I’ve been an active participant on the second hand goods scene for quite some time now, & I thought I’d share some pearls of wisdom. Just a few things I’ve learned along the way (feel free to chime in with your insights, in the comments below!) that will help you get the ball rolling in your own life & sell your stuff.
Since it can be overwhelming–where to start?, how to do it, what should the price be?, & how to conduct a transaction–I’ve decided to break it all down for ya, right here.
1. Begin by thinking & talking about it.
Start thinking about what stuff needs to go. Then think about all of the things that could go.
Every action starts with a thought. The brainstorming process of it all is a very important step. Even though you’re not actually doing anything yet, you’re planting the seed of greater frugality, awareness, & wealth. That’s an exciting thing!
Talk about it with your spouse or partner. Talk about why you want to get rid of certain items & why you want to keep others. See what your spouse thinks & begin a very open dialogue about what has to go & what should stay. You don’t want any big surprises.
I would love to sell our nearly brand new Kenmore Elite dryer (I line dry anyway), but Joseph wants to hold onto it in case we’re stationed in North Dakota or Alaska where outside line drying isn’t an option most months of the year. I recently purchased this (affiliate link) handy clothes drying rack from Amazon, in hopes of effectively drying clothes indoors this winter (& thereby showing Joseph that we don’t need the fancy & expensive dryer just sitting around taking up space). But in the meantime, he says it stays, so it will stay for now.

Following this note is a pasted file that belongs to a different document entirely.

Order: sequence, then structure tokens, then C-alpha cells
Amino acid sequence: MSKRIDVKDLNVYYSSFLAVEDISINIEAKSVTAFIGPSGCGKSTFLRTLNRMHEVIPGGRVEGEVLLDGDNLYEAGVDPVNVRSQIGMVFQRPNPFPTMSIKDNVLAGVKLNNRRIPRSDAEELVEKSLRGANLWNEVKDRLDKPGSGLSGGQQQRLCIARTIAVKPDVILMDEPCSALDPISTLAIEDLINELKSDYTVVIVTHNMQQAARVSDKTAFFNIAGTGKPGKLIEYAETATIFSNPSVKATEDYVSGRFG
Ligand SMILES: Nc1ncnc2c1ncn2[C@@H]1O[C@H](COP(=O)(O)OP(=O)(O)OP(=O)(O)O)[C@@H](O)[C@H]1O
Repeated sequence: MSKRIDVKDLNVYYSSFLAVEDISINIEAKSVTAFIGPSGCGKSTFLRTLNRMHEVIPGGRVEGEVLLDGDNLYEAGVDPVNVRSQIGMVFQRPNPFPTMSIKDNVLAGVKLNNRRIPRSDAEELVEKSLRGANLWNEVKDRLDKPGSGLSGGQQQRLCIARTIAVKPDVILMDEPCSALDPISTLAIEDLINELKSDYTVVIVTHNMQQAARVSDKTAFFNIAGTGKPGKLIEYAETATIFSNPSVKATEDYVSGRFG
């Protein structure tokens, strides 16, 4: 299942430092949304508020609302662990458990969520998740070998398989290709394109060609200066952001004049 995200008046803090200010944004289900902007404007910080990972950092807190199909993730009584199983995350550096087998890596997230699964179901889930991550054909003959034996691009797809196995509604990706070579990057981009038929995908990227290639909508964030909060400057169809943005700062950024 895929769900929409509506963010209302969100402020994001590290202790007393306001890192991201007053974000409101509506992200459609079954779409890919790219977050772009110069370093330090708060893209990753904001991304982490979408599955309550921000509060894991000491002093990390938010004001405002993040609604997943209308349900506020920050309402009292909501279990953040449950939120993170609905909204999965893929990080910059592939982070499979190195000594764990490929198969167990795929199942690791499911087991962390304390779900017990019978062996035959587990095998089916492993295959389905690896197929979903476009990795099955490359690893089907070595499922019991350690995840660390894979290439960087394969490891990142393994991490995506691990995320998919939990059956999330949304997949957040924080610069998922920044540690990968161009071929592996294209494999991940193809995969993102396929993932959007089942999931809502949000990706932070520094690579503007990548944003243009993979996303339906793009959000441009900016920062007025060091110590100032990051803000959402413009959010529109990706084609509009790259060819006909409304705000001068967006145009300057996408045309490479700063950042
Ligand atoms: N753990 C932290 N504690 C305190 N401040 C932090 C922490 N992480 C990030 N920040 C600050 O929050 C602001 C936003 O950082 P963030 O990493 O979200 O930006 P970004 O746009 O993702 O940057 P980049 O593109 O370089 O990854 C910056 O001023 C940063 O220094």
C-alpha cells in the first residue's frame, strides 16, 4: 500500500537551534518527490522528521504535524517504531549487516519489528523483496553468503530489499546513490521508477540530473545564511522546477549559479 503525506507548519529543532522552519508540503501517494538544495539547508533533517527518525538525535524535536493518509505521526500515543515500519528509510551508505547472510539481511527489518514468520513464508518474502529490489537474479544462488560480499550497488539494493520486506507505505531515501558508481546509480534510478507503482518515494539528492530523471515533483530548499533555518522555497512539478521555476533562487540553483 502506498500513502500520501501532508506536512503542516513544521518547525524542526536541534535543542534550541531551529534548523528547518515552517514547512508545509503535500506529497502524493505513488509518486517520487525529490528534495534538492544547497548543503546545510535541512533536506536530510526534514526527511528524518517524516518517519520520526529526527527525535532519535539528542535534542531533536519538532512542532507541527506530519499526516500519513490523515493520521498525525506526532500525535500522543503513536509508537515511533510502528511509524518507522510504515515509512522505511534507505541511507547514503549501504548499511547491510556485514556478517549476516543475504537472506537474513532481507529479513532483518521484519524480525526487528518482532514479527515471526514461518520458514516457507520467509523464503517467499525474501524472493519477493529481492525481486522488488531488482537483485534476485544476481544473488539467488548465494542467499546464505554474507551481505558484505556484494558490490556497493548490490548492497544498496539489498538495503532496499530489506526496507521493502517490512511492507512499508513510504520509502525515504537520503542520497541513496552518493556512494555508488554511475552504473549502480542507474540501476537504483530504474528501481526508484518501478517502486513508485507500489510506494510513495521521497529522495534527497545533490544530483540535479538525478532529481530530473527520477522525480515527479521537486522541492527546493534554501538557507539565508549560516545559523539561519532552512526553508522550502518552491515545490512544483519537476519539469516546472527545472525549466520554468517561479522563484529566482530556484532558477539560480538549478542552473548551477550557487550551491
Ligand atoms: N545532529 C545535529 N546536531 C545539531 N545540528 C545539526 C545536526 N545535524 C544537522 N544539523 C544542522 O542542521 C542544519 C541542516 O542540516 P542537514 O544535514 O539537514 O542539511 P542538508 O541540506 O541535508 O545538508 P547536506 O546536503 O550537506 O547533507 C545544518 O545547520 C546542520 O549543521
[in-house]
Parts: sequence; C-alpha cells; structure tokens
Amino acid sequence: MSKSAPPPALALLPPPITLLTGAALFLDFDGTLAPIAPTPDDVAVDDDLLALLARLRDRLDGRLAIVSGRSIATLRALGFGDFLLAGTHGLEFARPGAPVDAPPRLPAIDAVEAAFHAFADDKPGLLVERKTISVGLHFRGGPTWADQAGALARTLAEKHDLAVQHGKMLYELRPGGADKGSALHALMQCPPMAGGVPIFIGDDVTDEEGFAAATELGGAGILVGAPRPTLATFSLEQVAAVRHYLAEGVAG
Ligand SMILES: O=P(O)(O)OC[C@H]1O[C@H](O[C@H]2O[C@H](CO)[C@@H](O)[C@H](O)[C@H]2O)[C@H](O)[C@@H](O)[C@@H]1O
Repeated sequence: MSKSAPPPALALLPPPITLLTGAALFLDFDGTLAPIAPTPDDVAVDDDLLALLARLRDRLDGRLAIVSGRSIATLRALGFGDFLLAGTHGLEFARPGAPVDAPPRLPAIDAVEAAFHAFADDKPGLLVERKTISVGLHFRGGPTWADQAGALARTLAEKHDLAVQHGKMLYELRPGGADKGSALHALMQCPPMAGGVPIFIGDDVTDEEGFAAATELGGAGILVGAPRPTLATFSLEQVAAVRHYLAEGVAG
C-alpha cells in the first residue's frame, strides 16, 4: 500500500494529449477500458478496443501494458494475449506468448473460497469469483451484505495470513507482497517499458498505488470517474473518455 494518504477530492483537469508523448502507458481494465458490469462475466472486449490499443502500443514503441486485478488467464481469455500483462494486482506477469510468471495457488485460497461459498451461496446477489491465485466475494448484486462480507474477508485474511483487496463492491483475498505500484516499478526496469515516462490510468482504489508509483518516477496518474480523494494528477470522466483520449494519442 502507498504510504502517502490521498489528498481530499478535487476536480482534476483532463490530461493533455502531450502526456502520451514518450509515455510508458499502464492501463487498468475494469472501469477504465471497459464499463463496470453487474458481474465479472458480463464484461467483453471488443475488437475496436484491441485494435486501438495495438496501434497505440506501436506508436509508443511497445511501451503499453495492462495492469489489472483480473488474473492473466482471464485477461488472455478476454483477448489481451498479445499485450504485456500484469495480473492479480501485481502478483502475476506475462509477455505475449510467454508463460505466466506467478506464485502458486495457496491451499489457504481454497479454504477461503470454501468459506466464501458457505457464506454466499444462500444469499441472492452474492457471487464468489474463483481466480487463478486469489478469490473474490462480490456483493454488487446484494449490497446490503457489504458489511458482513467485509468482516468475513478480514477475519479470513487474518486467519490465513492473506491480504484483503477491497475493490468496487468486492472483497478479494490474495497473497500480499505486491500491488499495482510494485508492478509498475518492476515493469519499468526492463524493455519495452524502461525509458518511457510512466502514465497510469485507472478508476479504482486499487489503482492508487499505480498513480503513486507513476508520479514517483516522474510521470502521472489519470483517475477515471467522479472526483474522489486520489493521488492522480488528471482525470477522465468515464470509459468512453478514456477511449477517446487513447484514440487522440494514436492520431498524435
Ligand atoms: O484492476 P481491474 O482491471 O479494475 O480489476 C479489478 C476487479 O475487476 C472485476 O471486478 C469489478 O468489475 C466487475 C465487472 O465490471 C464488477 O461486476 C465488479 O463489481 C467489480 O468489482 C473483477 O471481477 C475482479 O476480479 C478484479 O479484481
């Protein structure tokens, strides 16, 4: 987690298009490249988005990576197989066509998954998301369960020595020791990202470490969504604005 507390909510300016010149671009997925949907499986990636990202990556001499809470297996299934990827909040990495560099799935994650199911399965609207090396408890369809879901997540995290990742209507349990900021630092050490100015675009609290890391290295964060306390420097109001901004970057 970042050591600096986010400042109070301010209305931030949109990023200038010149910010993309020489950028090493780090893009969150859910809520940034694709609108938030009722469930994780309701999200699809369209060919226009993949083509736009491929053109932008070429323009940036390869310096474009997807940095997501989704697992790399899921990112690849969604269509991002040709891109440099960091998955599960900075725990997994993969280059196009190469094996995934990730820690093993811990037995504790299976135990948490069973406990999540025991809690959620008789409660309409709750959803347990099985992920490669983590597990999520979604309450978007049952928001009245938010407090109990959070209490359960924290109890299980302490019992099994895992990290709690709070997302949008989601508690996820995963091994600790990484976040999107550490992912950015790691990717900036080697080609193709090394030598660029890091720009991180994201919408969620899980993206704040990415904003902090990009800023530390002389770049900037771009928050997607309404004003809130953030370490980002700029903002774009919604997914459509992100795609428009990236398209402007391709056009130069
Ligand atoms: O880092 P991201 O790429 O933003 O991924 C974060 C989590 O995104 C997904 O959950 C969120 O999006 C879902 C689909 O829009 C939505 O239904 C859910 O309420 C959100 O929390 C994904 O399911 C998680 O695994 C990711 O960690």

2. Just start doing it!
You don’t have to know everything you’re going to sell or get rid of, RIGHT NOW, in order to start. You’ll be surprised at the snowball effect of it all. Once you start selling stuff, you’ll realize that those other things that you couldn’t part with, should now be on your “sell” list.
Here’s how I decide where I’m going to sell an item, or if I’m going to donate or chuck.
If it’s usable, worth over $10 & in general good condition I will sell it. The exception to this are items that I can easily sell on eBay–like a sewing pattern book, or a DVD (which often sell for less than $10). Random, miscellaneous items & clothing that I can’t sell in bulk (in a lot) on Craigslist or on eBay I donate.
Great for things that ship. Anything really heavy that’s non-media (over 20 pounds or so–though I did sell an aerobic rider once, was about 45 lbs. but the buyer paid for the shipping), I try to sell on craigslist first. Ebay is great for small or unique items, like coats, books, house decor, collector’s items, small kitchen appliances (I sold my juicer, dehydrator, & vita-mix on Ebay), & any number of random & eclectic items. See my post, 10 tips for selling & making money on Ebay for more tips.
Oh how I love craigslist.